Opera Scotland

Magic Flute Die Zauberflöte; Il Flauto Magico

Music
Wolfgang Amadeus Mozart (born Salzburg, 27 January 1756; died Vienna, 5 December 1791)

Text
Emanuel Schikaneder.

Source
Story Lulu in a collection of oriental fairy tales, Dschinnistan (1786) by Wieland., and other sources.

Premières
First performance: Vienna (Freihaustheater auf der Wieden), 30 September 1791.
First UK performance: London (His Majesty’s Theatre, Haymarket), 6 June 1811.
First performance in Scotland: Edinburgh (Theatre Royal), 4 March 1869.
Scottish Opera première: Edinburgh (Royal Lyceum Theatre), 20 June 1970.

Background
The Magic Flute was an immediate popular and commercial success. Sadly, Mozart died a few months after the premiere, without being fully aware of the extent to which it had the potential to transform his financial situation as well as establishing the German form of opera he so favoured. While it does not seem to have been enormously popular in the nineteenth century, it has since established itself as one of the most popular works in the repertory. Its combination of the elements of pantomime, morality, and fairy tale enchants audiences of all ages. A first encounter always gives a sense of surprise that the good Queen turns out to be evil and the apparently bad Sarastro turns out to be wise and good.

Main Characters
Tamino, a prince (tenor)
Three Ladies in attendance on the Queen (soprano, mezzo and contralto)
Papageno, a bird-catcher (baritone)
Queen of Night (soprano)
Monostatos (tenor)
Pamina, the Queen’s daughter (soprano)
The Speaker (baritone)
Sarastro (bass)
Papagena (soprano)

Plot Summary
Tamino, pursued by a serpent, faints in terror, but the creature is killed by the three Ladies, who then squabble over the prize and decide to leave him unguarded while they inform the Queen. In their absence, Papageno claims to have killed the serpent, but the returning ladies punish him for lying. They give Tamino a portrait of Pamina, and he falls in love, so when the Queen comes he agrees to her request to rescue her daughter from Sarastro. Tamino is given a magic flute to help him, and Papageno goes too, armed with a set of magic bells. Tamino soon discovers that Sarastro is not evil, but has taken Pamina to stop her being corrupted by her mother. However she is threatened by Sarastro’s servant Monostatos, who is disarmed by Papageno and the magic bells. Tamino has to undergo a series of tests to show that he is worthy to join Sarastro’s brotherhood. One test is that of silence, which he passes, in spite of the fact that Pamina fails to understand, and thinks he no longer loves her. Papageno fails this test, but is content with a simple life – all he wants is a wife. The Queen tries to persuade Pamina to kill Sarastro, but she is foiled, and Pamina is allowed to accompany Tamino through the remaining tests to show they are worthy, though protected by the playing of the flute. Papageno is excused this task, and his magic bells bring him Papagena, his longed-for wife.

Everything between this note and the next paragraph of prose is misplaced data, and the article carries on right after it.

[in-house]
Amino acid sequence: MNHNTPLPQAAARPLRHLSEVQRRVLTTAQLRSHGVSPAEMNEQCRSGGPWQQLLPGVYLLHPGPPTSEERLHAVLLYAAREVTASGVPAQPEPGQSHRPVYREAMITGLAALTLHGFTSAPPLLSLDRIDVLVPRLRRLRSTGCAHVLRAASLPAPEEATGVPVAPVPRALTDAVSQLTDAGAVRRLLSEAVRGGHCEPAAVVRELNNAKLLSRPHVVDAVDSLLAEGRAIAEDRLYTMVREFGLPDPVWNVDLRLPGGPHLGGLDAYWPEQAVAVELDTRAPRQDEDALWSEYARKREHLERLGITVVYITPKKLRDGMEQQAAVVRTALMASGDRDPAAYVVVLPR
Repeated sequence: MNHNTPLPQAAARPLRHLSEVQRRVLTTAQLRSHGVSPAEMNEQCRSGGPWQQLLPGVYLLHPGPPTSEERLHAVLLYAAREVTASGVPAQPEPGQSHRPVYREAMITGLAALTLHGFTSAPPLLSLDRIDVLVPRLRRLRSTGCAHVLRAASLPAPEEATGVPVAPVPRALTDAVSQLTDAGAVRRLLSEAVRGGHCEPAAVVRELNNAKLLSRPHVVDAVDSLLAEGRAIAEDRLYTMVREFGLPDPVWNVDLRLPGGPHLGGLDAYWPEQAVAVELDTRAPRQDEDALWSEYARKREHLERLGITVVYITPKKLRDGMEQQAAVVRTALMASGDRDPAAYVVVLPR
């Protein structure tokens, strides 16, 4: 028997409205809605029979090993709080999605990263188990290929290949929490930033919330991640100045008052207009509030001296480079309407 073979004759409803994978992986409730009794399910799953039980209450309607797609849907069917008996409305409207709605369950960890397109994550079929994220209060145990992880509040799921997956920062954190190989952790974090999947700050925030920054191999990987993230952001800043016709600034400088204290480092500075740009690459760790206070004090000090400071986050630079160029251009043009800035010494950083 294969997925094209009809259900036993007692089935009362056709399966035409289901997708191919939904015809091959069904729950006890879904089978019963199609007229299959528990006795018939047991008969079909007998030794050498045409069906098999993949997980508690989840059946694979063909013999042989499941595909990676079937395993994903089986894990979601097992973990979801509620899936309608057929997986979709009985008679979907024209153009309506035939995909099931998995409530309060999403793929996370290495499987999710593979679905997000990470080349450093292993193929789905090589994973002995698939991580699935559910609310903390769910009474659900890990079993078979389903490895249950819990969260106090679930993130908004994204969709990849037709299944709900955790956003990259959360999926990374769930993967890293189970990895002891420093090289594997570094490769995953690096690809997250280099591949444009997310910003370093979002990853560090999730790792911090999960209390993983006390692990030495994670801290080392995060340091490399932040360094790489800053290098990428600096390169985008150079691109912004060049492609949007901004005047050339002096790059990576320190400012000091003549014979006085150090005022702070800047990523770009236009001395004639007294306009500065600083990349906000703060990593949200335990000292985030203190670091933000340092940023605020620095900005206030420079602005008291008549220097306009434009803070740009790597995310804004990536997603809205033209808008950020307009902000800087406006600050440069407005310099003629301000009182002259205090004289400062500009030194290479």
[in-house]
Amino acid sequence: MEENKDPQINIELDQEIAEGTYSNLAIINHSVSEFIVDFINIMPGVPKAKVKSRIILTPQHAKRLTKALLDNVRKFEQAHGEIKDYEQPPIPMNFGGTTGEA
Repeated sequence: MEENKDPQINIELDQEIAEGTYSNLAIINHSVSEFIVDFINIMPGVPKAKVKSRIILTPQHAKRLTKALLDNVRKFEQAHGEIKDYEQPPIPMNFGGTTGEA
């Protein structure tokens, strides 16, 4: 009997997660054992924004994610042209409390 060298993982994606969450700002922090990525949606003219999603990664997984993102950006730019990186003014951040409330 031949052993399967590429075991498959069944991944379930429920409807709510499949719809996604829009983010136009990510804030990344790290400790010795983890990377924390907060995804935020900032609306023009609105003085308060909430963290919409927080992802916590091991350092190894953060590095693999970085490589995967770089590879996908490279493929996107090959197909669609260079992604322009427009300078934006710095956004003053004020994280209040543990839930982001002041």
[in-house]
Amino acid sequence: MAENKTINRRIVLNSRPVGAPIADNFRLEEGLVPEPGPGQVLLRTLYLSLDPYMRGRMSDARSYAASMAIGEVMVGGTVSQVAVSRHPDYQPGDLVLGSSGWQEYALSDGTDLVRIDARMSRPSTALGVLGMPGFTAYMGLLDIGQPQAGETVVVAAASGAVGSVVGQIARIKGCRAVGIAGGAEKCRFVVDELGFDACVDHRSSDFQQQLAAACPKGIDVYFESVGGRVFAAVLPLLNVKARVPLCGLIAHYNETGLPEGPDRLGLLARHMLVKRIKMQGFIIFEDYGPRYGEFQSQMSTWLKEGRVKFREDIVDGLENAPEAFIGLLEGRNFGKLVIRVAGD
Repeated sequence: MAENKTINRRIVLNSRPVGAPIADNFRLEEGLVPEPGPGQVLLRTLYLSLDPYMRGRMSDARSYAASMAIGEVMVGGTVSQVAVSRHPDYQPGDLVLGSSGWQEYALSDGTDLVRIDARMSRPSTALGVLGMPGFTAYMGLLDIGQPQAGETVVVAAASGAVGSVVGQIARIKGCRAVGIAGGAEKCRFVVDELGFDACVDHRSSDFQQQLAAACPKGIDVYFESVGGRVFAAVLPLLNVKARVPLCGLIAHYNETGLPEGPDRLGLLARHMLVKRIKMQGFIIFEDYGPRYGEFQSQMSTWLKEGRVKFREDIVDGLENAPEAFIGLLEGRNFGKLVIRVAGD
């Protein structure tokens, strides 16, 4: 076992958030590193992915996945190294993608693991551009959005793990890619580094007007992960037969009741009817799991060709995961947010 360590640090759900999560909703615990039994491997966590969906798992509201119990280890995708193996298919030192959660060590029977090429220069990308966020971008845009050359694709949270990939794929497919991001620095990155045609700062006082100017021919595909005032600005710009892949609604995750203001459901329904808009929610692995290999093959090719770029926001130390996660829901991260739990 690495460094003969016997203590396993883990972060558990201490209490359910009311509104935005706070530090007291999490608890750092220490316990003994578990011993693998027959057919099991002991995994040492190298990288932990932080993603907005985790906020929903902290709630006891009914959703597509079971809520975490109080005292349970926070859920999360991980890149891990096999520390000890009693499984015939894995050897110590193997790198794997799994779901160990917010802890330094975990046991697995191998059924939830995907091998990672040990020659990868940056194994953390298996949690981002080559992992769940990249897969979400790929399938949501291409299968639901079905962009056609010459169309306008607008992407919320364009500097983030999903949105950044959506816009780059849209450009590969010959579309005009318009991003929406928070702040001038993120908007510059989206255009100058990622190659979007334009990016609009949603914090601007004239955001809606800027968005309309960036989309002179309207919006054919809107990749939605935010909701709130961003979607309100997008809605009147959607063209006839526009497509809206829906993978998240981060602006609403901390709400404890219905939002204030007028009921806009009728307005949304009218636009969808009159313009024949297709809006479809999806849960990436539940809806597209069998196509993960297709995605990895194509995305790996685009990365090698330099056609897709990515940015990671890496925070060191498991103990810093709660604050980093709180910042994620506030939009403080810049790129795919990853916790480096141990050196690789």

The Cast

First Armed Man
 
First Boy
 
First Lady
 in attendance on the Queen
First Priest
 
Fourth Priest
 
Monostatos
 a servant in the Temple
Pamina
 daughter of the Queen of Night
Papagena
 disguised as an old woman
Papageno
 a bird-catcher
Queen of Night
 
Sarastro
 High Priest of Isis and Osiris
Second Armed Man
 
Second Boy
 
Second Lady
 in attendance on the Queen
Second Priest
 
Slave
 
Speaker
 at the Temple
Tamino
 a Prince
Third Boy
 
Third Lady
 in attendance on the Queen
Third Priest
 

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